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Researchers Submit Patent Application, "Cooling of Personal Computers and Other Apparatus", for Approval

February 13, 2014

By a News Reporter-Staff News Editor at Computer Weekly News -- From Washington, D.C., VerticalNews journalists report that a patent application by the inventor Davidson, Niall Thomas (Hamilton, GB), filed on July 17, 2012, was made available online on January 30, 2014.

No assignee for this patent application has been made.

News editors obtained the following quote from the background information supplied by the inventors: "Personal computers and other electronic devices exhaust unwanted heat as hot air into offices and homes. This unwanted heat raises the temperature of the office or home and can require any HVAC system to work harder to maintain a comfortable temperature.

"In a personal computer, the majority of unwanted heat is generated by just a few components. Today a mid-range consumer CPU can generate just over 70W of heat and a top-end CPU can generate nearly double this, additional components such as graphics cards and compute cards can also generate significant unwanted heat, with a high-end graphics card generating up to 300W of unwanted heat alone.

"The majority of computers remove this unwanted heat from inside the enclosure by means of heatsinks and fans which exhaust unwanted heat into the surrounding air. Alternative cooling means such as direct liquid cooling which are found in some computer systems typically use a radiator and fan within the computer to exhaust unwanted heat into the surrounding air."

As a supplement to the background information on this patent application, VerticalNews correspondents also obtained the inventor's summary information for this patent application: "By managing the unwanted heat generated by personal computers and other equipment, cooling costs of offices and homes can be reduced and energy efficiency improved. Described are methods and apparatus which can be used to accomplish this goal.

"These methods and apparatus can be used to reduce the amount of unwanted heat exhausted as hot air by apparatus without requiring that apparatus are installed into a larger enclosure to facilitate cooling. Amongst the potential benefits of the described apparatus is that unwanted heat can be removed in a form which can then be transported to either be dissipated or used to do useful work, for example heating hot water or other rooms.

"One apparatus described uses a heat transmitting means in the form of a heatpipe to communicate heat from a heat-generating component within an electronics apparatus to a thermally conductive surface, the thermally conductive surface disposed such that is can be contacted by a counterpart surface belonging to an external apparatus. External apparatus can then be contacted to the thermally conductive surface to enable thermal communication between heat-generating components of the apparatus and the external apparatus.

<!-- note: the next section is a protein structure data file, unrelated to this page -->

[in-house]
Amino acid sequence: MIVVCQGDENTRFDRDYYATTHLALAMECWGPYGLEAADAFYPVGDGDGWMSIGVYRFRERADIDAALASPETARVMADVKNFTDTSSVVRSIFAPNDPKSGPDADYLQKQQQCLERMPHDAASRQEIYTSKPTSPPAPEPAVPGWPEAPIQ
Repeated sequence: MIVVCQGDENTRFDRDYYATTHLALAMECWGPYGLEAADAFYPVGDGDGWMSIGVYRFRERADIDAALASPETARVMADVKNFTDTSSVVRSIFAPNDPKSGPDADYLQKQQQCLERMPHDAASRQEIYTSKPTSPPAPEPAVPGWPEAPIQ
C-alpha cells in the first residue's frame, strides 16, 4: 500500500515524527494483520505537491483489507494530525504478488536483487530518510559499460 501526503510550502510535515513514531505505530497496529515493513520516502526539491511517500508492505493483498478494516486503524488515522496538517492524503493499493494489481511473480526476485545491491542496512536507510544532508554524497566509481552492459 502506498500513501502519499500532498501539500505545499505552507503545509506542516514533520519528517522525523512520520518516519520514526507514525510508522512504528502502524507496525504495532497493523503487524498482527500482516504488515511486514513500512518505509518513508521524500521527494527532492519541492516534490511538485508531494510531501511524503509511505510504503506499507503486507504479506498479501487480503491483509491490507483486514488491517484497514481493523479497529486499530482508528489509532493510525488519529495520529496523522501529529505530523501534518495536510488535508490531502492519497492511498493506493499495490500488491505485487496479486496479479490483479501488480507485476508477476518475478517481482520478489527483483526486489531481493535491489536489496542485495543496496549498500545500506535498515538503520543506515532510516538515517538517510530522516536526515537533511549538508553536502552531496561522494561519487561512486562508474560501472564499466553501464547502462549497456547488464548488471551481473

"Another described apparatus provides a counterpart surface suitable to be contacted to equipment having a thermally conductive surface, the apparatus enabling the removal of unwanted heat to a liquid medium which can then be transported for dissipation or to be used in a useful manner.

"The apparatus is then described in use in the context of an office environment, unwanted heat from a plurality of computer systems is removed by liquid cooling apparatus and transported to be dissipated by a radiator or similar cooling means.

"Amongst the advantages of the described apparatus is the ability to remove unwanted heat generated by apparatus efficiently whilst enjoying the freedom to cool apparatus using any cooling technology, the only requirement being that cooling apparatus can be configured to be contacted to and remove heat from a thermally conductive surface on the apparatus. This allows for the use of cooling which is better suited to the kind of environment the apparatus is operating in.


"These and other features, aspects, and advantages of the present invention will become better understood with regard to the following description, appended claims, and accompanying drawings where:

"FIG. 1 shows a computer system comprising a thermally conductive surface which is contactable by cooling apparatus;

"FIG. 2 shows a rear view of the computer system of FIG. 1;

"FIG. 3 shows an exploded view of a liquid cooled apparatus in contact with a thermally conductive surface similar to that of the computer system in FIG. 1, and;

"FIG. 4 is a diagram of a cooling loop comprising a radiator and a plurality of computer systems."

For additional information on this patent application, see: Davidson, Niall Thomas. Cooling of Personal Computers and Other Apparatus. Filed July 17, 2012 and posted January 30, 2014. Patent URL:

Keywords for this news article include: Patents.

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Source: Computer Weekly News

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